Trump also reduced the sentences of three women -- Crystal Munoz, Tynice Nichole Hall and Judith Negron -- convicted of drug crimes at the recommendation of Johnson, who has worked on behalf of other inmates after the President commuted her own sentence. Trump later granted Johnson a full pardon at this year's Republican National Convention.
Mueller investigation pardons
The pardons give forgiveness to two early defendants who pleaded guilty and served prison time in the Mueller investigation: 2016 campaign foreign policy adviser Papadopoulos and Van der Zwaan, who was part of a major investigation by Mueller into illegal foreign lobbying efforts and the Ukrainian and Russian connections of Trump campaign adviser Paul Manafort.
Both Papadopoulos and Van der Zwaan pleaded guilty to lying to investigators during the Russia investigation. And neither provided Mueller with any meaningful cooperation, prosecutors said.
Papadopoulos had lied to investigators about his contacts with people connected to Russia, including discussing with them "dirt" that could hurt Hillary Clinton in 2016 and a possible trip by Trump during the campaign to meet Russian President Vladimir Putin.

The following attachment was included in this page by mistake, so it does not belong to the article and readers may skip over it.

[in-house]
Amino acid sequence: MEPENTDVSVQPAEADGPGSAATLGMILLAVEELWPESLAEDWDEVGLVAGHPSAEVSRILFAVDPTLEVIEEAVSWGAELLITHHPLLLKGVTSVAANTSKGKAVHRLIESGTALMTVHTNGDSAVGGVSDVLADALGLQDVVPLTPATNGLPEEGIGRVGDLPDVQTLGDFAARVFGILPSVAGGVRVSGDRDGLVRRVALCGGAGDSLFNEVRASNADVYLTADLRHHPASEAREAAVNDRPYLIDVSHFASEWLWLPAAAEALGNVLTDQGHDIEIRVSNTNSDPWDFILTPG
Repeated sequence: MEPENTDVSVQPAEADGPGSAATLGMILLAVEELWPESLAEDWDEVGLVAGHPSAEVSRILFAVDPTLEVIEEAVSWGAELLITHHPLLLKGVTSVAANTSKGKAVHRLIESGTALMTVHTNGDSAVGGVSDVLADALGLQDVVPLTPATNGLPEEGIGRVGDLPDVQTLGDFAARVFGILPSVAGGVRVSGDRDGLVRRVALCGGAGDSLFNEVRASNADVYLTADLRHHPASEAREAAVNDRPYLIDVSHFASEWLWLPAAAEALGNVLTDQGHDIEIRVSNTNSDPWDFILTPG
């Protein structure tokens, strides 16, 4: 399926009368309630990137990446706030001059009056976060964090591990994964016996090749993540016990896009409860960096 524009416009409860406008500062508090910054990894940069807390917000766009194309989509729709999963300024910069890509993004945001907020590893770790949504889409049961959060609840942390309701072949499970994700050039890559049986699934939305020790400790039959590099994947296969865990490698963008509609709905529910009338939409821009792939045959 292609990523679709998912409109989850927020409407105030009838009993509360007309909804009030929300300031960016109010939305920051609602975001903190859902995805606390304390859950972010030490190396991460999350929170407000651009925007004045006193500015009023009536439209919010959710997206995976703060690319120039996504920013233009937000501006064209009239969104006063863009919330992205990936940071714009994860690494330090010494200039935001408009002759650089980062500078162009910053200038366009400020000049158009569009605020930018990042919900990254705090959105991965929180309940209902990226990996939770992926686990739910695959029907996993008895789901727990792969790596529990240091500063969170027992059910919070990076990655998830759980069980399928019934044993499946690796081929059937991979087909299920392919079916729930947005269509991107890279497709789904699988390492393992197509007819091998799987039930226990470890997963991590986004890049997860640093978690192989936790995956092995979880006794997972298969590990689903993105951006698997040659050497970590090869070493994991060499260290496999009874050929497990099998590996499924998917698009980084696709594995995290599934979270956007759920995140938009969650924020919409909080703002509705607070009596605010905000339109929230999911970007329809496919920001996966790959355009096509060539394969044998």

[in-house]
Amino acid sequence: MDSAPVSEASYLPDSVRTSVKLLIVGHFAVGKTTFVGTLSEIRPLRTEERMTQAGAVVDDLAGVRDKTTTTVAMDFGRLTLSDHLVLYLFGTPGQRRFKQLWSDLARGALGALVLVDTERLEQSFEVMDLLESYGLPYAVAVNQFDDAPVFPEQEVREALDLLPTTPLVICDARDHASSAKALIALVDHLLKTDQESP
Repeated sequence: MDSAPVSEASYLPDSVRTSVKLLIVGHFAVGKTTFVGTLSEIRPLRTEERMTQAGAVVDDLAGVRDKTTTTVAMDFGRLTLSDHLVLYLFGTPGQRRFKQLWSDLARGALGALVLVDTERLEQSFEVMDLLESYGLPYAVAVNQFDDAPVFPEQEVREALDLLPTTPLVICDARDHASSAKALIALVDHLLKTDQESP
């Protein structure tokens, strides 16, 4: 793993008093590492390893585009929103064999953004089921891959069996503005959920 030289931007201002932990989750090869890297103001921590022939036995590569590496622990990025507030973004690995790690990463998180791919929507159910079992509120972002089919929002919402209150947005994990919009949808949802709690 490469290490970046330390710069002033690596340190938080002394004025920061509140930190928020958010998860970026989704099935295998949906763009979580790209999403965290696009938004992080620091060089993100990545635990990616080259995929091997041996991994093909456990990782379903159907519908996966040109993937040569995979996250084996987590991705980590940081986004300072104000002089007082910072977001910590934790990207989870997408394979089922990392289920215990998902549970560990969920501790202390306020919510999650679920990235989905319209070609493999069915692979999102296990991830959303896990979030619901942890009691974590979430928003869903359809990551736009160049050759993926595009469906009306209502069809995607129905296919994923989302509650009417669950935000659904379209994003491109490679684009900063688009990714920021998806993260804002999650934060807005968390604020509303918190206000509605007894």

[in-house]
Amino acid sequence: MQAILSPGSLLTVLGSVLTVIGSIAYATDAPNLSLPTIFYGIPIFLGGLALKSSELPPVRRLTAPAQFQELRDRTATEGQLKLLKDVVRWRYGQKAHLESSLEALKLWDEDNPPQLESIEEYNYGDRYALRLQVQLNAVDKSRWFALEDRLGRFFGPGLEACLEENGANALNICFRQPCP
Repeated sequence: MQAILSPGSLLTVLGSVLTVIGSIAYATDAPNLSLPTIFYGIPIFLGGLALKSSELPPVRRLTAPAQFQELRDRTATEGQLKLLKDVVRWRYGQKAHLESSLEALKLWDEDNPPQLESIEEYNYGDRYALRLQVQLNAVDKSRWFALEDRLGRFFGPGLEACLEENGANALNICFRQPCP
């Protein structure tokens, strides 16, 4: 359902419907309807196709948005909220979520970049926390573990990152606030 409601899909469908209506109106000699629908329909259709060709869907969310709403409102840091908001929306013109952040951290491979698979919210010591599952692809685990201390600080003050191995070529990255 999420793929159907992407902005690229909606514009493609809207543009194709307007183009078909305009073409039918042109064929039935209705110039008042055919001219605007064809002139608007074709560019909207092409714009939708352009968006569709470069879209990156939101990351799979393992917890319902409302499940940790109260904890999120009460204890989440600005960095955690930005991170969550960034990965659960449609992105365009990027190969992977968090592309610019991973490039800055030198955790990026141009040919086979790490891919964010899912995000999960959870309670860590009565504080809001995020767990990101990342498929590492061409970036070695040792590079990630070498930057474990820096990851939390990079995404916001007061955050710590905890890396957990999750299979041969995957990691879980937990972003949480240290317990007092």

At his sentencing, Papadopoulos' then-lawyer called him "pro-FBI" and said he had lied so he might still be considered for a job in the Trump administration. The defense lawyer, Thomas Breen, effectively blamed Trump for publicly urging people such as Papadopoulos to disregard the Russia investigators. "The President of the United States hindered this investigation more than George Papadopoulos ever could," Breen argued.
"I made a terrible mistake," Papadopoulos told the judge during his sentencing hearing. "In hindsight, lying to federal agents about such a critical issue could have harmed our nation."
He spent less than two weeks in prison in late 2018. Since then, he's railed against the investigators and how they caught him.
Van der Zwaan, who is also the son-in-law of the Ukrainian-Russian billionaire German Khan, spent almost a month in prison before being deported to Europe in June 2018. He showed "muted" remorse at his sentencing, the judge noted.
"This is not something that happened to him. This is something he did," federal Judge Amy Berman Jackson said at Van der Zwaan's sentencing. "He put his personal interest ahead of the interest of justice."
More recently, Papadopoulos ran for Congress in California's 25th District in 2019 following Democratic Rep. Katie Hill's resignation. He lost the race for the open seat in the March primary.
Former congressmen pardoned